Guns

Gunman Opens Fire in University of Texas Library

| by Mark Berman Opposing Views

A frightening scene at the University of Texas on Tuesday that brought back horrible memories of 1966 -- a man with an assault rifle opened fire inside a library on the same Austin campus that was the site of one of the most infamous shooting sprees in U.S. history.

Armed with an AK-47, the still-unidentified man went to the sixth floor of the Perry-Castaneda Library and started shooting. Fortuntately, no one was hit. The gunman then killed himself. Police are now searching for a possible second gunman outside the library where shots were also fired.

Randall Wilhite, an adjunct law professor at the university, said he was driving to class when he saw "students start scrambling behind wastebaskets, trees and monuments," and then a young man carrying an assault rifle sprinting along the street.

"He was running right in front of me ... and he shot what I thought were three more shots ... not at me. In my direction, but not at me, clearly not at me," Wilhite said.

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The professor said the gunman had the opportunity to shoot several students and Wilhite, but he did not.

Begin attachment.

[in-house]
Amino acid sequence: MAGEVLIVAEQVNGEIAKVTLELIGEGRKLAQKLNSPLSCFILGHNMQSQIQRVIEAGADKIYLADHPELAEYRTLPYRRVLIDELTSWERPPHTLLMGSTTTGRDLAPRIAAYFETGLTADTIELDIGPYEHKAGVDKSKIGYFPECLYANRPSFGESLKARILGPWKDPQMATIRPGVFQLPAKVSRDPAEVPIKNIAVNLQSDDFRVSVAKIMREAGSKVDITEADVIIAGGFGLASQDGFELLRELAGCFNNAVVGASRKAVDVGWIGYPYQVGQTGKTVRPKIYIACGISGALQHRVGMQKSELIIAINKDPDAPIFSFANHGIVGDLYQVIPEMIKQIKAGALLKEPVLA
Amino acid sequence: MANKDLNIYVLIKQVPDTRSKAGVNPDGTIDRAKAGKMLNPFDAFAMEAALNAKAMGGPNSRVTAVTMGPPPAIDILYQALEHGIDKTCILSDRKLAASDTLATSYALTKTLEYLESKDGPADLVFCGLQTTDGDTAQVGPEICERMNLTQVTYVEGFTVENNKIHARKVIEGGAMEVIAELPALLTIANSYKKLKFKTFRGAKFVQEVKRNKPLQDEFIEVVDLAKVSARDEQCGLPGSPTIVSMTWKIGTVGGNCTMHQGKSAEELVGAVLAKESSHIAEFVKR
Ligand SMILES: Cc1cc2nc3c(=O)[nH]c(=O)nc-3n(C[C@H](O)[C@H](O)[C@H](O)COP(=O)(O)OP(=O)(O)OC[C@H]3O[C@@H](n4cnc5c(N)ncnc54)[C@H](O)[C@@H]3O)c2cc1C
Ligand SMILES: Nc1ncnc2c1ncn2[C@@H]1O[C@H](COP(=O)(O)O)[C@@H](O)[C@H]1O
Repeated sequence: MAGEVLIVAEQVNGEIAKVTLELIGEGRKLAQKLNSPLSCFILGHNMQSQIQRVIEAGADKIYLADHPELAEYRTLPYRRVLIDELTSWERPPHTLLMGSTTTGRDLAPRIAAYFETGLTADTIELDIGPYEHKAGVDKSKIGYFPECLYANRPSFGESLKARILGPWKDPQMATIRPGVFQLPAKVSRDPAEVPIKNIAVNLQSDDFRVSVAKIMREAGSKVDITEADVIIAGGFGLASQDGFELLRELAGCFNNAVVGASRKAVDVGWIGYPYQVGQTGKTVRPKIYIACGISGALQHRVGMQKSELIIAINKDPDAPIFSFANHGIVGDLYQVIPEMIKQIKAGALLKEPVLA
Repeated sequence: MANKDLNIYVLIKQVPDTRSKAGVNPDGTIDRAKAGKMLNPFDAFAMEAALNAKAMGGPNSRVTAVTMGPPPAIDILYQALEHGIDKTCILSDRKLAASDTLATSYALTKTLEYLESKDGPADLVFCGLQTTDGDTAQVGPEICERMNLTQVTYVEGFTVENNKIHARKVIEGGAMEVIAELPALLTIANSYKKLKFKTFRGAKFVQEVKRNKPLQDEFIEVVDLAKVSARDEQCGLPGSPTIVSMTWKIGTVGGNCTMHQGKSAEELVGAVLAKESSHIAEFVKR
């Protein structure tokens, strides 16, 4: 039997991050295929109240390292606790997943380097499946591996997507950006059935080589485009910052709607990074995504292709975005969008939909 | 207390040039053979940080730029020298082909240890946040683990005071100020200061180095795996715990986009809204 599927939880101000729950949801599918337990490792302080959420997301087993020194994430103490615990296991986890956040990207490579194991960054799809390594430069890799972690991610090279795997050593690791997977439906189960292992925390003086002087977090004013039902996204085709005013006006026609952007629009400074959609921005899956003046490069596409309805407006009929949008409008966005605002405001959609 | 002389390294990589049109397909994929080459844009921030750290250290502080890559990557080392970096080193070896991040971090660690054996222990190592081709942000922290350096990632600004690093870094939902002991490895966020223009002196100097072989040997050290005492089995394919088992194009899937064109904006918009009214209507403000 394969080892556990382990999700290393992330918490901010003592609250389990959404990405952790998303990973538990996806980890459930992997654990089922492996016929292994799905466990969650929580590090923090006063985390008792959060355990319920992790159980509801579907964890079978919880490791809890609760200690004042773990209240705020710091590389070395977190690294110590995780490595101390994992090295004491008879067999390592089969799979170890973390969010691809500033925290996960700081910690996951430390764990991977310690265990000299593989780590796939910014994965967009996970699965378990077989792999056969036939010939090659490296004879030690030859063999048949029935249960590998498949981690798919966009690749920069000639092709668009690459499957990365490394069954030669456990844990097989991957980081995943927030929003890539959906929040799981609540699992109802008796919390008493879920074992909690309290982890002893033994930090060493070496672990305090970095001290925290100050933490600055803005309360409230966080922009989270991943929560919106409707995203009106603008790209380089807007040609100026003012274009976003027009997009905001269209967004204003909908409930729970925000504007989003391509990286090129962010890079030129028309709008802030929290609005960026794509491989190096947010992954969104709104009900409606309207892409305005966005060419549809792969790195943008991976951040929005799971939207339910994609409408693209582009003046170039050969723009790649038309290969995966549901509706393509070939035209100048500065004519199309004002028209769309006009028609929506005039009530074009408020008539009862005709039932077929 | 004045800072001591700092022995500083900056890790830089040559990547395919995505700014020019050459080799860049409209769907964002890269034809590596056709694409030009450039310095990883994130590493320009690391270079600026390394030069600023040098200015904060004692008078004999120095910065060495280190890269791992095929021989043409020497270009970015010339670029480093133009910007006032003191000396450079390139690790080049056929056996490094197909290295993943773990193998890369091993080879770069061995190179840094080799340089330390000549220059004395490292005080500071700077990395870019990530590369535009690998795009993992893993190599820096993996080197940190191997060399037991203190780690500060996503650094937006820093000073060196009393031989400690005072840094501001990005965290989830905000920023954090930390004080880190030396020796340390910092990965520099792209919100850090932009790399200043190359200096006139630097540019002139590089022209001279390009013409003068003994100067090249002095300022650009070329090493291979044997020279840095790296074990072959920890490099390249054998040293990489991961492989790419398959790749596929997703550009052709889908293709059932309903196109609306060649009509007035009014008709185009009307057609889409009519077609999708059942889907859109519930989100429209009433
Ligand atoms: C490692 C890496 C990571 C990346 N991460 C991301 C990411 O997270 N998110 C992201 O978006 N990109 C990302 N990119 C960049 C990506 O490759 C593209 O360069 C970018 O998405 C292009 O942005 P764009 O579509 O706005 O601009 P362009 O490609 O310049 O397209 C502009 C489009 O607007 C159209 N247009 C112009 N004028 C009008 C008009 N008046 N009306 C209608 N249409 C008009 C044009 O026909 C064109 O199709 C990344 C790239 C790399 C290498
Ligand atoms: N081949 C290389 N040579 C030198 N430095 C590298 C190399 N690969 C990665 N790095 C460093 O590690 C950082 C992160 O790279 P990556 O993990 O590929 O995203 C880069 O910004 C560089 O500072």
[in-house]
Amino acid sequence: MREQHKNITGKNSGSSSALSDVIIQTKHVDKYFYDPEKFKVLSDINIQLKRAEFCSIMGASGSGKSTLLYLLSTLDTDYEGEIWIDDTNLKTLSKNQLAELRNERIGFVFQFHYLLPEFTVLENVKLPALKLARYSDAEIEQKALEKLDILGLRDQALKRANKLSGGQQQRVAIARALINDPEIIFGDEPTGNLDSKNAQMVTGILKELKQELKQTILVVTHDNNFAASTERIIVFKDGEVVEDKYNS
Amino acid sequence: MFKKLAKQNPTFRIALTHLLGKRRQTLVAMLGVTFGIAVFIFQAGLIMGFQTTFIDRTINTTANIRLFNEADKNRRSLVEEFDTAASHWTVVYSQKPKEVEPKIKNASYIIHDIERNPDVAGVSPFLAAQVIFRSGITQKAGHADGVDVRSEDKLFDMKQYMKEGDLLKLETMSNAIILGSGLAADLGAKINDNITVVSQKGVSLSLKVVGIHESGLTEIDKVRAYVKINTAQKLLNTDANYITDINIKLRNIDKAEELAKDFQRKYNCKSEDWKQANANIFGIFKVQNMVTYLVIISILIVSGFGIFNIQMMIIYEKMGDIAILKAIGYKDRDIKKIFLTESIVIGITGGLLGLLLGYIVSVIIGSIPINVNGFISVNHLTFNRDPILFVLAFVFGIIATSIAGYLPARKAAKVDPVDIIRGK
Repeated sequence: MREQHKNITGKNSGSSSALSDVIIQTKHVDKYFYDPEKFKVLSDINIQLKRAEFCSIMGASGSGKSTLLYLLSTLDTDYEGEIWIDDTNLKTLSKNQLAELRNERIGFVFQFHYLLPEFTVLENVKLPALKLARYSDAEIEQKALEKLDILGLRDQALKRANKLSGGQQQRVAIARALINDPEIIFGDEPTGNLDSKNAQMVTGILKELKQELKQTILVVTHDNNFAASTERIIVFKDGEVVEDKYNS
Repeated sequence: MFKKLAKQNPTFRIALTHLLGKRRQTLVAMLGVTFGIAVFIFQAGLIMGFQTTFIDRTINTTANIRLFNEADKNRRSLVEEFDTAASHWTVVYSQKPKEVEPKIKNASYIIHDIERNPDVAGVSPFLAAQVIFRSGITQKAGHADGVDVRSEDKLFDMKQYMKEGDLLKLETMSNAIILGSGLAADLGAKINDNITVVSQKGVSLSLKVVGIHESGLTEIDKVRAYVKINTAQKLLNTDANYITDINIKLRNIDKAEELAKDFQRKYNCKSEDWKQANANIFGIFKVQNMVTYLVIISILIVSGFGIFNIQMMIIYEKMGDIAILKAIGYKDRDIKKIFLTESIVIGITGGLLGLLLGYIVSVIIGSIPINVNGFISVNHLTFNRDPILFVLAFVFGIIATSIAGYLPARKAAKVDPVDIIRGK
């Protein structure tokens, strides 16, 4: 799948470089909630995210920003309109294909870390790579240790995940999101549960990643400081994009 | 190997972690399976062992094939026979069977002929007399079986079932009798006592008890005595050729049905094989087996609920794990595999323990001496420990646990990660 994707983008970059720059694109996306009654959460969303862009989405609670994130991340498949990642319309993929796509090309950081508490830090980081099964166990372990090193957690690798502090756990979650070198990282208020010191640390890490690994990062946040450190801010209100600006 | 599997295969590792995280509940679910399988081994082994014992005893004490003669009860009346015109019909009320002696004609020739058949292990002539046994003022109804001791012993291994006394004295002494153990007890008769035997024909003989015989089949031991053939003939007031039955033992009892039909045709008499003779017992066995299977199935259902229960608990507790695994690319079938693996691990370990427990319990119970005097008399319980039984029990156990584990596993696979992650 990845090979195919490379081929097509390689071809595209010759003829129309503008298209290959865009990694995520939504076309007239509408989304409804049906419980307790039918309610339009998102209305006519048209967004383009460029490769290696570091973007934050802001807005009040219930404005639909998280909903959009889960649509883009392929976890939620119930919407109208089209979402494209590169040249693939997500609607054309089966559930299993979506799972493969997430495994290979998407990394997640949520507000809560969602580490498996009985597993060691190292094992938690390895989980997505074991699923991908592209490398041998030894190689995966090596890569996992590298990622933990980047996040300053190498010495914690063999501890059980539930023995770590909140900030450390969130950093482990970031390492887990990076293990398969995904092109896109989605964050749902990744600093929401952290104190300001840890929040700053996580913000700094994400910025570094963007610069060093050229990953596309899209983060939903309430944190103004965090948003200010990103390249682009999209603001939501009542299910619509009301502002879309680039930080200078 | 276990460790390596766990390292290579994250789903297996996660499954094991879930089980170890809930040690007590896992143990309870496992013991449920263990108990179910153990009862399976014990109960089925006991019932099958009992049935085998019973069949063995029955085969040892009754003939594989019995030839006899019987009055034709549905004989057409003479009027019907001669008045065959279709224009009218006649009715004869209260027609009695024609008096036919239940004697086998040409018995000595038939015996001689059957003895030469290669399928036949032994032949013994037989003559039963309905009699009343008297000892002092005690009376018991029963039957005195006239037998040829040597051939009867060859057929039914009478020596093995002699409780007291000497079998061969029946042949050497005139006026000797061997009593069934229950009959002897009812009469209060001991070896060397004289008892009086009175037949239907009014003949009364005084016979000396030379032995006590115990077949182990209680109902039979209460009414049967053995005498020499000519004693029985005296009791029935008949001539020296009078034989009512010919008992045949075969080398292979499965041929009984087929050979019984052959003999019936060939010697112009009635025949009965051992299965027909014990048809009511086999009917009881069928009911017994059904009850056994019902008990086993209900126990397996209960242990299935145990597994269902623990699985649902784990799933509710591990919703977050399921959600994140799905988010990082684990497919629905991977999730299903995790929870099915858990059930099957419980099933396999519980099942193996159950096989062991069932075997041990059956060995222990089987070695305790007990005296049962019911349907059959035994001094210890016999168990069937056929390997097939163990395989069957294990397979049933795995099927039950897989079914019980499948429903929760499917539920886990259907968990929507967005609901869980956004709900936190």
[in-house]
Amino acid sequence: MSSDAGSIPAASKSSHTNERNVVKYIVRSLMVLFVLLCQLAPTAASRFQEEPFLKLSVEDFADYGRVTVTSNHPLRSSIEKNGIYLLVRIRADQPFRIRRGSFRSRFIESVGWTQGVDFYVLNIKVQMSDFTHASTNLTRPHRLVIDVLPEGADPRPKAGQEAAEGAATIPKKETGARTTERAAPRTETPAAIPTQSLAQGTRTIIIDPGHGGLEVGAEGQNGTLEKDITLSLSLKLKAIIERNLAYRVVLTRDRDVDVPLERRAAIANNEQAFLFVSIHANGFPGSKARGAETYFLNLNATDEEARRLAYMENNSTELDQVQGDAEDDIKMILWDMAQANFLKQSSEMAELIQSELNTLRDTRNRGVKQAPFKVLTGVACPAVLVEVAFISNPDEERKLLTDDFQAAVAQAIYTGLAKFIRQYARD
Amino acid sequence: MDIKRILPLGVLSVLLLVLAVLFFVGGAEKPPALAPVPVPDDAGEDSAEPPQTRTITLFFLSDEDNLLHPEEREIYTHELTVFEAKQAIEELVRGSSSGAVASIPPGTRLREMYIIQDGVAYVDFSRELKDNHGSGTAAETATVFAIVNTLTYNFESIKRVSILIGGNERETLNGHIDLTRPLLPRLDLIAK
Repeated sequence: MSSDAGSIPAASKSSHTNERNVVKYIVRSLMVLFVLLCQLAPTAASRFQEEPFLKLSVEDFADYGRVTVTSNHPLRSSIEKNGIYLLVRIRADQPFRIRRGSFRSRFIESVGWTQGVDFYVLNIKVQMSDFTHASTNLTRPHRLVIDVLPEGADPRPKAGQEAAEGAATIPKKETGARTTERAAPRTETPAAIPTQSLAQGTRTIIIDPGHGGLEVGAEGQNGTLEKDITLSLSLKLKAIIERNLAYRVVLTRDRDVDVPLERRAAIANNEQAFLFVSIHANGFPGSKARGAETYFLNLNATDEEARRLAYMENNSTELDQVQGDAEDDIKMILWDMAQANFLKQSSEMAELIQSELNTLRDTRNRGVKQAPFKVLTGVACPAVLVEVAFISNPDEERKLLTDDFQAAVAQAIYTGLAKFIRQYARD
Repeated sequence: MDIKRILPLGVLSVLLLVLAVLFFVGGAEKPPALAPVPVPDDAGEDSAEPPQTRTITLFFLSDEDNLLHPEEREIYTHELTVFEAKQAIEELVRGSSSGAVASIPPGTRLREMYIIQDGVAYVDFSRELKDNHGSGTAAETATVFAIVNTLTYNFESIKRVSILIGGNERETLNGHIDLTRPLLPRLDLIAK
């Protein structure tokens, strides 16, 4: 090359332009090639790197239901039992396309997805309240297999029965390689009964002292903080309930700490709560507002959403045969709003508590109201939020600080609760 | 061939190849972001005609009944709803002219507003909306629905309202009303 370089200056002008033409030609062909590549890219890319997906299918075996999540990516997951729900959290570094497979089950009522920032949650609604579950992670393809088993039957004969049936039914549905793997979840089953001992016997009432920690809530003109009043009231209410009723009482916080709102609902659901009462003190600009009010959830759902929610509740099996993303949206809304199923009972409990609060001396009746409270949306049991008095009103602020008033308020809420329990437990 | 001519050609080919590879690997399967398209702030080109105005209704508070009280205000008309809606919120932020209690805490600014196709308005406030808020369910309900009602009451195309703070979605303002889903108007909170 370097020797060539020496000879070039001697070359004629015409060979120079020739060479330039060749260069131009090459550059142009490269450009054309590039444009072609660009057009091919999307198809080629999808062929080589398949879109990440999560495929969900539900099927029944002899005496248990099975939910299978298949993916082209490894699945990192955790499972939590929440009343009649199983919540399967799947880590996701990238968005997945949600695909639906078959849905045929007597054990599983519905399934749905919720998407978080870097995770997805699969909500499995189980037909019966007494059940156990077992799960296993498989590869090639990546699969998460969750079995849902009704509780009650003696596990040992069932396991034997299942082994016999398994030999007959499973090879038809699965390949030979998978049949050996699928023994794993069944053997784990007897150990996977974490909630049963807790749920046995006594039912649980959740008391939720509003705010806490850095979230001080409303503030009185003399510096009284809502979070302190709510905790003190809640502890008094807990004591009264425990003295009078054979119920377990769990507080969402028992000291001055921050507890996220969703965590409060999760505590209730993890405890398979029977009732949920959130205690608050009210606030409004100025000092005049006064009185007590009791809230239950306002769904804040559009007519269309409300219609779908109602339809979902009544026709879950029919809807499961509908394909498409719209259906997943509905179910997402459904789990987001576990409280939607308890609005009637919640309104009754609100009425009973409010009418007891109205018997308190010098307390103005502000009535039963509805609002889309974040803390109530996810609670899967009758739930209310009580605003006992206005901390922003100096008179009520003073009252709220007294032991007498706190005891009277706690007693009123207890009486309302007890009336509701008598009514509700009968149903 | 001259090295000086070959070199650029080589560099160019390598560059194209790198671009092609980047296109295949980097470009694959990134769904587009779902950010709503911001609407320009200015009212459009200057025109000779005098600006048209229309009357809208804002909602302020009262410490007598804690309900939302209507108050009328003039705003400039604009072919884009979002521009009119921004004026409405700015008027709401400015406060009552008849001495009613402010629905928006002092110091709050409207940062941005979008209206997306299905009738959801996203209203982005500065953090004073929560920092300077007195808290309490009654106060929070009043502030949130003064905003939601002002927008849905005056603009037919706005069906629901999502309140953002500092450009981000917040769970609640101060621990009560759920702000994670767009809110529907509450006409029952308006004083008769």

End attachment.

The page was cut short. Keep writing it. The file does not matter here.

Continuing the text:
Police were patrolling nearby buildings with bomb-sniffing dogs to hunt for the possible second man and make sure no explosives had been left behind. "What we're doing right now is being methodical to eliminate the second suspect," Austin Police Chief Art Acevedo said.

Classes were cancelled, and the 50,000-student campus was quickly emptied to allow police to do their job.

"Campus is very quiet. You can barely see anyone moving," said university employee Jennifer Scalora said.

"The students did their part, they cleared the streets, they cleared the grounds in a very quick manner," Acevedo said.

Back on Aug. 1, 1966, Charles Whitman climbed to the 28th floor observation deck at the UT clock tower in the middle of campus and began randomly shooting at people below. He killed 16 people and wounded nearly three dozen before police killed him.